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Interview with Julien Regnard, director of Night Watch

Saturday 29 January 2022, by Abla Kandalaft, Brasserie du Court team

A couple rushes out of a glamorous party. On their way home, an argument leads to a brutal car accident. When George regains consciousness, Christina has disappeared. He will then experience a real descent into hell.

Where did you get the idea for the couple in the film?

The story in the film is based largely on my personal life. It’s coated over by the animation, the genre, the film’s atmosphere, all that… But the story is still pretty autobiographical.

How would you describe your animation style?

Reactionary? No, the style of the film is pretty sober, I think, with realistic scenery and minimalist animation for the characters. Black and white was a must from the beginning of the project due to the subject and atmosphere. There’s a mix of 2D and 3D, but for me the most important thing was to maximize the tools I had available according to the staging while trying not to get overwhelmed by the myriad available effects.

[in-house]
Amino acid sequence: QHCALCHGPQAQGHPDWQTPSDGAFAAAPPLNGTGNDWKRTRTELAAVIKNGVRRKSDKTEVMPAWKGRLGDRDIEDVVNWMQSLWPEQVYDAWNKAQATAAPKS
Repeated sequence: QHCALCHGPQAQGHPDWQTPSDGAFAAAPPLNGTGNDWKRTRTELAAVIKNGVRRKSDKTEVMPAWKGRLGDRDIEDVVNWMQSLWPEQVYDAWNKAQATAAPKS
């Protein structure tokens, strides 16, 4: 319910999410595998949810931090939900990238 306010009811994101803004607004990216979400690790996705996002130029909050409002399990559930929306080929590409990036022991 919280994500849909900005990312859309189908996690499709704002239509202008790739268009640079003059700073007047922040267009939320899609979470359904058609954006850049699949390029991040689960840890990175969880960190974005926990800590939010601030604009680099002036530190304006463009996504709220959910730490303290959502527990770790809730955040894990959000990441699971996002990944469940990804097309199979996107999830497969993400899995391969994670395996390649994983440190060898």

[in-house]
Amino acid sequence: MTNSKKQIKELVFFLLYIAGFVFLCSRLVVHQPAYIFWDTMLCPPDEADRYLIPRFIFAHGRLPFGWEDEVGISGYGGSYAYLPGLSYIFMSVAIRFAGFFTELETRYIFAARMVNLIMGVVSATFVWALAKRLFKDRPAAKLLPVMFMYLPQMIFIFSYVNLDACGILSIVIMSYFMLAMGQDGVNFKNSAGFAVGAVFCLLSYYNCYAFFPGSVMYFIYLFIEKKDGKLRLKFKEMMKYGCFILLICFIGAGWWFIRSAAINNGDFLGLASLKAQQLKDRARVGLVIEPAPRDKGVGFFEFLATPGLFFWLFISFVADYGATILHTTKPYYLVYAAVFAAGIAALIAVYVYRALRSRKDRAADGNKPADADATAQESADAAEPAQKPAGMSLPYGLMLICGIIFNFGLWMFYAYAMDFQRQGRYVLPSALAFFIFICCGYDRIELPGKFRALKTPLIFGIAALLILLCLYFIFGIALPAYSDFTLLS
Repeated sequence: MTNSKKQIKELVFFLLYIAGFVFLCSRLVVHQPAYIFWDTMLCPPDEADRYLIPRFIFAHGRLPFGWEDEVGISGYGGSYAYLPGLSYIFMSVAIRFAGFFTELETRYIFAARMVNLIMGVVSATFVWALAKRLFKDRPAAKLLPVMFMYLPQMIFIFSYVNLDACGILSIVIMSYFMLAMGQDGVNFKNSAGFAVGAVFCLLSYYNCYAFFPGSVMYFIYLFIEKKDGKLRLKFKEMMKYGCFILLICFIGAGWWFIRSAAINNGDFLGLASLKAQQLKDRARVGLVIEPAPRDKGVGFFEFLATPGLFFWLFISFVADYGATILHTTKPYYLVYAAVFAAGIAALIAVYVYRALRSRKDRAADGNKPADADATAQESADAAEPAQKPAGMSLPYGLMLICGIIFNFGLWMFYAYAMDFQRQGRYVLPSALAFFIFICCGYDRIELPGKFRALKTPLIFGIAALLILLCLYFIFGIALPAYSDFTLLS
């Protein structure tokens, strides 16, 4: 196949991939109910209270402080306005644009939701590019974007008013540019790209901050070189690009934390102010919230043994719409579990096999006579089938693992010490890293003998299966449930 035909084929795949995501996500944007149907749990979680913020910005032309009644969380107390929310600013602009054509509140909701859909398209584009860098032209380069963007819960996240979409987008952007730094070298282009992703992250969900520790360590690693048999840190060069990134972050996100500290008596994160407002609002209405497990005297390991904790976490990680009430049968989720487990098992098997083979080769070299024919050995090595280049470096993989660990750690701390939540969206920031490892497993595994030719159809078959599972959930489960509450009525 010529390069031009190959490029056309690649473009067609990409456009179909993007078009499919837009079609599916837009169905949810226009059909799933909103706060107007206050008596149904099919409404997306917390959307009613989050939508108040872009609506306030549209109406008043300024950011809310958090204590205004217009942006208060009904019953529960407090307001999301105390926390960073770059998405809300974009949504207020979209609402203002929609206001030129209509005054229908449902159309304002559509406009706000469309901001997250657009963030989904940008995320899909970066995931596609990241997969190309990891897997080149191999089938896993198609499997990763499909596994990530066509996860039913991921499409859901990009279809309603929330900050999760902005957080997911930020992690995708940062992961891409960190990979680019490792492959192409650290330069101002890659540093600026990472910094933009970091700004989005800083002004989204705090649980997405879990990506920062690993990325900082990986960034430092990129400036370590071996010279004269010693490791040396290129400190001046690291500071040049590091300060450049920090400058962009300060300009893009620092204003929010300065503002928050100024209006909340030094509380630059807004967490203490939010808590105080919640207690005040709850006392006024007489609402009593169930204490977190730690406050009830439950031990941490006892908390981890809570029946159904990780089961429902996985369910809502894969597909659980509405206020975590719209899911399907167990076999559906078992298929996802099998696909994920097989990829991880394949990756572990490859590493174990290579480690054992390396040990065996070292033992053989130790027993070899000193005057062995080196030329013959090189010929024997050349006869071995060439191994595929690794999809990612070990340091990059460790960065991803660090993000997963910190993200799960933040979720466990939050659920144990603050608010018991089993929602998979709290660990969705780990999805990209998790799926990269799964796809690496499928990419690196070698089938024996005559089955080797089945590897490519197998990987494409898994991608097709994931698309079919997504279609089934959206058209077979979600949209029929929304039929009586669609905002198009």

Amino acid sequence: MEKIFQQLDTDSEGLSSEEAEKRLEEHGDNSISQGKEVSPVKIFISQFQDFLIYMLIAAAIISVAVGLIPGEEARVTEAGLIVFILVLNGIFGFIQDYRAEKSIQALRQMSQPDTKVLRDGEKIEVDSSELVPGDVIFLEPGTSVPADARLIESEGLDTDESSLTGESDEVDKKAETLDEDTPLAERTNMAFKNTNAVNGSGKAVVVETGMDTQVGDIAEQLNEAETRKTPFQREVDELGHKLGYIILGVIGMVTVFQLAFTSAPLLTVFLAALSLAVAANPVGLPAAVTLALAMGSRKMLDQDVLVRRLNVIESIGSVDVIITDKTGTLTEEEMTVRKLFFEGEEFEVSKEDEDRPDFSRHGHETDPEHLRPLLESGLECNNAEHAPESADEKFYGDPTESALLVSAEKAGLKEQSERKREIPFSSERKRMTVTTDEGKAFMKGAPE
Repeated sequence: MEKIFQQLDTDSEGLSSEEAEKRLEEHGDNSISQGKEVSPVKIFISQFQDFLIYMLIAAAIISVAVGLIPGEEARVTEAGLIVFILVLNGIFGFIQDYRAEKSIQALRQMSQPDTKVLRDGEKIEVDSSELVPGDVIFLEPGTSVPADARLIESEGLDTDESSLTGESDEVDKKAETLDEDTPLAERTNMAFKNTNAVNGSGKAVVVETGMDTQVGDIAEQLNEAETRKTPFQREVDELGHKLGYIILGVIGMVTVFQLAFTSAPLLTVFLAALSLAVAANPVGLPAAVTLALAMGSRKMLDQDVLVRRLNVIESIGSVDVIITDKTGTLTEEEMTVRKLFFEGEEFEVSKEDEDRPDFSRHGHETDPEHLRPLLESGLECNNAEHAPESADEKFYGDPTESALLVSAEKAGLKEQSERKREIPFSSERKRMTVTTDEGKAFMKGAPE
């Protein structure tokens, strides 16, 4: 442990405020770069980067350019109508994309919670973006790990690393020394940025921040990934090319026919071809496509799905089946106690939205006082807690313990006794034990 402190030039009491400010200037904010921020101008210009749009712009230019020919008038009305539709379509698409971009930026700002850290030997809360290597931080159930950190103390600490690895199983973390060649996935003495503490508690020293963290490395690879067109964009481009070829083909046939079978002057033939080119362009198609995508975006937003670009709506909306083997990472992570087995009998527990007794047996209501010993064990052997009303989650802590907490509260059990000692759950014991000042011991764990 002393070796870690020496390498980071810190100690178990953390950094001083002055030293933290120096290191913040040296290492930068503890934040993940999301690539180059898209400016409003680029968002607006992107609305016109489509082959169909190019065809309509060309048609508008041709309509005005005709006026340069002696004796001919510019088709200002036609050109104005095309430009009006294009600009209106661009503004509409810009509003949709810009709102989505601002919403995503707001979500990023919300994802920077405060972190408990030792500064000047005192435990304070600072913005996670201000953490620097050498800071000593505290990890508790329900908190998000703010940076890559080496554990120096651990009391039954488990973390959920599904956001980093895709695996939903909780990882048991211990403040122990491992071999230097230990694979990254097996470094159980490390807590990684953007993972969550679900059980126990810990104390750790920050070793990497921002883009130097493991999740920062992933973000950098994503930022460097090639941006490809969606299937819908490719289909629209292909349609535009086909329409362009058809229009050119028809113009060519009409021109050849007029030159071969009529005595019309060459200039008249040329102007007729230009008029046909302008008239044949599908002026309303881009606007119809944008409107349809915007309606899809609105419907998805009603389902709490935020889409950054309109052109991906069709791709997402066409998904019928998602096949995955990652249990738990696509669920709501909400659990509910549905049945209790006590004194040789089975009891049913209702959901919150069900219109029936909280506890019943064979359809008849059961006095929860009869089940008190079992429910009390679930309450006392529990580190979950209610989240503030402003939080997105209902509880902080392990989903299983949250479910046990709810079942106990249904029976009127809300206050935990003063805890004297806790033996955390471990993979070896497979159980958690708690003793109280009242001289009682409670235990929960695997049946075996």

What types of topics and genres (and formats other than animation) appeal to you as a filmmaker?

I admit I’m not a big fan of animation… No, I’m kidding, there are some incredible things, but they’re rare, there are so many technical constraints in creating the material that it’s very hard to make a good animated film. As for topics, that’s a very broad question. If I rewatch my earlier films, I think I have an affinity for couples in cars, roads lost in the immensity of the landscape, a fascination with time and the way it’s treated in films.

Is there a particular short film that has made a strong impression on you?

If we stick with animation, I’d say Michael Dudok de Wit’s Father and Daughter. I saw the film when I was a teenager and I was totally blown away. If I can name another, I’d say When the Day breaks by Amanda Forbis and Wendy Tilby.

What’s your definition of a good film?

The story! It’s very hard to write a good story, everything starts with that and the whole emotional value of the film comes from the story. Even if the images are ugly, the sound is sloppy, the special effects absurd, the film will generate emotion in the viewer if the story is well written, original, well told, well paced and captivating, if the characters are true and endearing. It’s the film’s matrix, everything stems from that and it’s pointless setting out to make a film before you’ve got a good story. It’s what makes us go to the movies, we want to see people like ourselves, with problems like ours, and we want to see how they manage to solve them, or not…

Any message or comments?


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